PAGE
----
The outside is pure fiction because there’s really no inside, no origin we can trace everything back to – we are the hybrid products of elements whose source has been long lost, if indeed it ever existed. We are all exiles from cities whose bricks crumbled to dust ages ago. In a sense, we’re all aliens.
Every day we find ourselves before symbols of this desterritoriality, usually in their most obvious manifestation as language, that traditional, multimatrix system for representing viewpoints and power dynamics. Language is the instrument of colonial imperialism and native resistance. According to the Peruvian philosopher Antonio Cornejo Polar, language is proof that the hybridization that formed us is actually a non-dialectic heterogeneity, that is, the relationship between our formative cultures is not harmonious, but represents a symbolic dispute fought on the battlefield of language.
We can think of the city as a symbology that resembles these complex aspects of a culture’s language. For the British author and philosopher G. K. Chesterton, “The city is a chaos of conscious forces […] There is no stone in the street, no brick in the wall that is not a deliberate symbol – a message from some man, as much as if it were a telegram or a postcard – a hieroglyph.”
The city is a simulacrum that communicates through physical, concrete morphemes, forming a language that is at once incomprehensible and unfamiliar. The city fires off messages transmitted through dynamic poems; drawn paths that form constellations of meanings in search of Others that might distinguish the morphological values of this language.
Compared to cities that display some intentional urban plan, the lines laid down by the city of São Paulo translate its history of antagonistic urban policies. This idiosyncratic dispute is translated daily into the involuntary pathways, detours, and wanderings that the city’s lines oblige us to follow. In these excesses of life, located on the fringes of productive logic, the body produces an intimate language with the city. An unintentional language, secret even, invisible, inconvenient… Our relationship with the city does not emerge from any understanding of these glyphs, but from their aesthetics, derived from the energy we exchange with the city and tracing pulsing trails.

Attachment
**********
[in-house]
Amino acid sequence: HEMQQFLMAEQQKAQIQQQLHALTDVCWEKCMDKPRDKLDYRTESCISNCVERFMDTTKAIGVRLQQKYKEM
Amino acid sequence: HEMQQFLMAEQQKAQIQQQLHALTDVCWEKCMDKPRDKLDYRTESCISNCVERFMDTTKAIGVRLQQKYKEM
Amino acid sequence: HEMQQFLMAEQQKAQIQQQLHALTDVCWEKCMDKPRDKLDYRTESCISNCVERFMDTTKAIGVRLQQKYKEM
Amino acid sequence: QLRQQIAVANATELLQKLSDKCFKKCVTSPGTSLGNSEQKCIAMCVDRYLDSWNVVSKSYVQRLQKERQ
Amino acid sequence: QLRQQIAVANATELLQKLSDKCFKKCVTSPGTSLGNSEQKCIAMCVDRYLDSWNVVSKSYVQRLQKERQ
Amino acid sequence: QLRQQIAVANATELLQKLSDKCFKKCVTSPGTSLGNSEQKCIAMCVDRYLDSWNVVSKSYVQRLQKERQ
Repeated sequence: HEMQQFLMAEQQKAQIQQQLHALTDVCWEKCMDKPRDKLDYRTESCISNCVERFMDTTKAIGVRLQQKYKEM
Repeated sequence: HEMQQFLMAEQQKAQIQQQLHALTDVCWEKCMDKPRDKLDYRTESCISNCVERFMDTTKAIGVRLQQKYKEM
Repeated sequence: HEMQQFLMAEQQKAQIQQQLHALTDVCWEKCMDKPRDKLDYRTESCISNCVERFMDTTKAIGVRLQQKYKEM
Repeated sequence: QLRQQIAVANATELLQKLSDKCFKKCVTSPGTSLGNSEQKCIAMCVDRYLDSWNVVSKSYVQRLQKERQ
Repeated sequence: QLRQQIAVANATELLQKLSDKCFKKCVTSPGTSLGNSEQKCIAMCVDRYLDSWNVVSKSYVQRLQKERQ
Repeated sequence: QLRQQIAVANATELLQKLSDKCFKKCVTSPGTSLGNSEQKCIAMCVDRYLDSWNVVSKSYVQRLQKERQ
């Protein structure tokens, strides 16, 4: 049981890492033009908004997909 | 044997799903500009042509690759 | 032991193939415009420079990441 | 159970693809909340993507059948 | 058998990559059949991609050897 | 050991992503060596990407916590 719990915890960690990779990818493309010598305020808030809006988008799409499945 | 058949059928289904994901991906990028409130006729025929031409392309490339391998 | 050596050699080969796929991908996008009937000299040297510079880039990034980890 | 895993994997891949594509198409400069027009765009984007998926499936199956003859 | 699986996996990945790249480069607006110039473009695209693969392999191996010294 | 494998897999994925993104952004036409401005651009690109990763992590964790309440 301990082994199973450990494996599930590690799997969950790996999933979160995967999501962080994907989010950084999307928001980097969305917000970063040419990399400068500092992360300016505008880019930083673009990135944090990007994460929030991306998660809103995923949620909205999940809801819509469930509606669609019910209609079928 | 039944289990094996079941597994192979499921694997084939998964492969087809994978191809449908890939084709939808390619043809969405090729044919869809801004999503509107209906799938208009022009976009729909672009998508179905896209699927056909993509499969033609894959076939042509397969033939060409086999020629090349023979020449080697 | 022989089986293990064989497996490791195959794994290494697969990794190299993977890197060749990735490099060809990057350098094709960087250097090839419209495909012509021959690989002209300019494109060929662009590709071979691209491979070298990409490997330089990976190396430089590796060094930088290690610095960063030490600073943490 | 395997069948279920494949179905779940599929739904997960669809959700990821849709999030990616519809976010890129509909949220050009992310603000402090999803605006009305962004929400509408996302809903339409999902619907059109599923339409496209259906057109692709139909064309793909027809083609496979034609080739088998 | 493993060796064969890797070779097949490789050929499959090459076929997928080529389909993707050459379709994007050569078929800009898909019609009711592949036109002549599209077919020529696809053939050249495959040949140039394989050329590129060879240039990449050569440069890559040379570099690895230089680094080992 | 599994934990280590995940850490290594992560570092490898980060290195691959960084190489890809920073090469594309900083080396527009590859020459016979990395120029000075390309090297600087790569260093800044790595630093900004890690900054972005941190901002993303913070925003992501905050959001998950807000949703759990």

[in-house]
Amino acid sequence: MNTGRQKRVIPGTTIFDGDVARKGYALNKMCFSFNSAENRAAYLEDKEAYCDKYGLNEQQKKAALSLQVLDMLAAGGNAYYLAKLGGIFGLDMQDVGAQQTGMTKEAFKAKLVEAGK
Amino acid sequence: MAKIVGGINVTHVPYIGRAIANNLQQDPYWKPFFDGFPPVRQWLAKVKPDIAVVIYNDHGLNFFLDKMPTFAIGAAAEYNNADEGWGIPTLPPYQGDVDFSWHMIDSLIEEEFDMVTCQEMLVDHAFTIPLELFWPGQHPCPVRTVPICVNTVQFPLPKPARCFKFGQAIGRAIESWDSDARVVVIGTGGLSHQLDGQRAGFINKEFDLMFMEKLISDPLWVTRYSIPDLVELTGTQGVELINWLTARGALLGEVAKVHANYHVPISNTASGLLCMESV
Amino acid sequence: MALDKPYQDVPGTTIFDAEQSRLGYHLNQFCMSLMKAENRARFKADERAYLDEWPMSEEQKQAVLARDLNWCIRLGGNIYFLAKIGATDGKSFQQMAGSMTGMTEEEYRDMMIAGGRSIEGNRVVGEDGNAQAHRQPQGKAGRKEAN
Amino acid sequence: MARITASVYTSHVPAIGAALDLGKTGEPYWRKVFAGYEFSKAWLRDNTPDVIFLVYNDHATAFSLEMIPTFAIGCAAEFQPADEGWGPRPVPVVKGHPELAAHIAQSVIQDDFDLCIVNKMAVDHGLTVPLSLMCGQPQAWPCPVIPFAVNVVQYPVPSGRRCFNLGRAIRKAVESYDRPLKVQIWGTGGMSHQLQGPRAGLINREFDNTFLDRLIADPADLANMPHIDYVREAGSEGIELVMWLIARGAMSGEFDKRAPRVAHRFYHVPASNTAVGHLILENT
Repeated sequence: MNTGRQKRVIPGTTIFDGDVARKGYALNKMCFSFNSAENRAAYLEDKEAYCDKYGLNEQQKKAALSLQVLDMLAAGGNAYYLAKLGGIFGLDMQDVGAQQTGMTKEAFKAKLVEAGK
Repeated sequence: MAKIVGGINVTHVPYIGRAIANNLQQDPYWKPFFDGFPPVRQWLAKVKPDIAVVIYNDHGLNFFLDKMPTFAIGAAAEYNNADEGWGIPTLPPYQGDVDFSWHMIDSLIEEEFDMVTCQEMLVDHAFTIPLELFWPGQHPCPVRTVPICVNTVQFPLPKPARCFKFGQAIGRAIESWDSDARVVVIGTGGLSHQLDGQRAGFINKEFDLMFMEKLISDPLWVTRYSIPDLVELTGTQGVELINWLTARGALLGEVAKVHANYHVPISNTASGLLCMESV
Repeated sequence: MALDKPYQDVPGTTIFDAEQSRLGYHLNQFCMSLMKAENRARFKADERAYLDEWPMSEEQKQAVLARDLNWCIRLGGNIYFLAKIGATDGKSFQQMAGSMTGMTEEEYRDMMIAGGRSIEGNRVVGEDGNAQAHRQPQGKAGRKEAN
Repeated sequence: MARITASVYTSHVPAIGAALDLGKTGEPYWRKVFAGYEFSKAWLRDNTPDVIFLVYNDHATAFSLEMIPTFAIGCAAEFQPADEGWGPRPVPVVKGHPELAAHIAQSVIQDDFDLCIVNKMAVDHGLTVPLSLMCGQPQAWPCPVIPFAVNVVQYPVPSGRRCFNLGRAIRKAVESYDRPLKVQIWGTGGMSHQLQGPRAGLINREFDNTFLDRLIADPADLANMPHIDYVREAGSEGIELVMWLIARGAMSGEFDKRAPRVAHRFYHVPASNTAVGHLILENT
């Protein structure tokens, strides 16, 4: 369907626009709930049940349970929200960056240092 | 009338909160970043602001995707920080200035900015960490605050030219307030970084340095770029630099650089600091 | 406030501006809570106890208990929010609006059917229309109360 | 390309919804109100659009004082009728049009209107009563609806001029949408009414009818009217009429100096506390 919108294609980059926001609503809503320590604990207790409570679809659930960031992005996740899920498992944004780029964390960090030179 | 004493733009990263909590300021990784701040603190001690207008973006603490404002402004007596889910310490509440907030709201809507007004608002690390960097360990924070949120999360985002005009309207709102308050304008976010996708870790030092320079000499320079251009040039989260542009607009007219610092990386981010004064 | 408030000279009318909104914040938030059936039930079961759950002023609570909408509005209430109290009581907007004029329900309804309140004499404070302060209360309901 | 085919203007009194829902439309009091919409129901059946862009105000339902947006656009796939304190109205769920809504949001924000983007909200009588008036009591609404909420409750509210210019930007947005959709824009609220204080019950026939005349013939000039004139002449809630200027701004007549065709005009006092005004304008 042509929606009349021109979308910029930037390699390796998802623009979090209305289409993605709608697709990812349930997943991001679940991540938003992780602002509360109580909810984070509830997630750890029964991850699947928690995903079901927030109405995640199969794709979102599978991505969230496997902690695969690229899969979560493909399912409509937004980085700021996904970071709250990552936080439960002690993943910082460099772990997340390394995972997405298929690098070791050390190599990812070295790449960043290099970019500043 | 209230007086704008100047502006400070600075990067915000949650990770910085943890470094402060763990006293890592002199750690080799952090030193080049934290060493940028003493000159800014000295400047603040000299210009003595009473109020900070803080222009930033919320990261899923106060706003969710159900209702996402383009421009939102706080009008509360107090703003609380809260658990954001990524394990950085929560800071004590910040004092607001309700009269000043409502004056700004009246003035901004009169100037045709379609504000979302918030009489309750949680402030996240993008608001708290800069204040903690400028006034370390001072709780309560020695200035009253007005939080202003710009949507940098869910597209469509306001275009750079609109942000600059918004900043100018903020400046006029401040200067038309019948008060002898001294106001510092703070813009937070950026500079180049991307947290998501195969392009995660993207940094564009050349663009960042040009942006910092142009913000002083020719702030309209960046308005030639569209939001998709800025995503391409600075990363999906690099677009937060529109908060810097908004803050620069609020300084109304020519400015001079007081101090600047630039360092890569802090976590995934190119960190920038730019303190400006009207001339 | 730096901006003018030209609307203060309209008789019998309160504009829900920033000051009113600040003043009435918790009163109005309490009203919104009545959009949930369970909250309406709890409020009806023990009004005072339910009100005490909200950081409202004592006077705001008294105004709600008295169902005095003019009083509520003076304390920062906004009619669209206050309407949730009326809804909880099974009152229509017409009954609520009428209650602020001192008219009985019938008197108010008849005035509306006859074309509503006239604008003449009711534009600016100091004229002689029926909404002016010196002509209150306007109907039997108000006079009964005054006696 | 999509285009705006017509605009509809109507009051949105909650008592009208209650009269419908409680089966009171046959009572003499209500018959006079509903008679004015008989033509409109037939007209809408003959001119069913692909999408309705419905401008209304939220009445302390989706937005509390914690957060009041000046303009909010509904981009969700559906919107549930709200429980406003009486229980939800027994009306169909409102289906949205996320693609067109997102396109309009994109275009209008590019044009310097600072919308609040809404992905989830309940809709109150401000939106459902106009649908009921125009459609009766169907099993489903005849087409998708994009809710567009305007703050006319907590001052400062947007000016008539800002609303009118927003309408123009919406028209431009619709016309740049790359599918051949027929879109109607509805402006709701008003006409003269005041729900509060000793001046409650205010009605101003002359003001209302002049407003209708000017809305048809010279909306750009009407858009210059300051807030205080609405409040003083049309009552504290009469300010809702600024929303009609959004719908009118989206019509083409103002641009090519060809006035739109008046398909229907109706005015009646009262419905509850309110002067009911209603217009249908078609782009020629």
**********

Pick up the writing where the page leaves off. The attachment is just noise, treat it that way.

Xidxdx Lxdx is a system/ritual for representing and visualizing this post-human language built out of the interactions between people, buildings, streets, pathways and other agents of the urban environment. It continues some of the discussions that began during the meetings of the Laboratório Gráfico Queer/Desviante: the denormatization of (typo)graphic design, the colonialism of the word queer and the limitations imposed by gender on languages (and vice-versa).
We begin the ritual by marking emotional points on a map – places related to what we are trying to read/understand/represent. These points represent a word, a sentence, a series of events, a routine, people or some other concept that manifests in the intra-actions between humans, the city and language. Next, custom software developed specifically for this project analyzes the markers and reveals a glyph.
We are not suggesting that these glyphs – the result of mathematical and mystical calculations – be used as substitutes for words; merely that they serve as a tool that affords alternative readings of our personal, social and political relations.
The same system was used to create alternative readings of the Cidade Queer Reader publication. Rather than using affective points on a map, the software uses an algorithm to identify common themes between texts based on words, phrases and rhythms. Using these points in common, the algorithm draws paths of nonlinear interactions within the texts.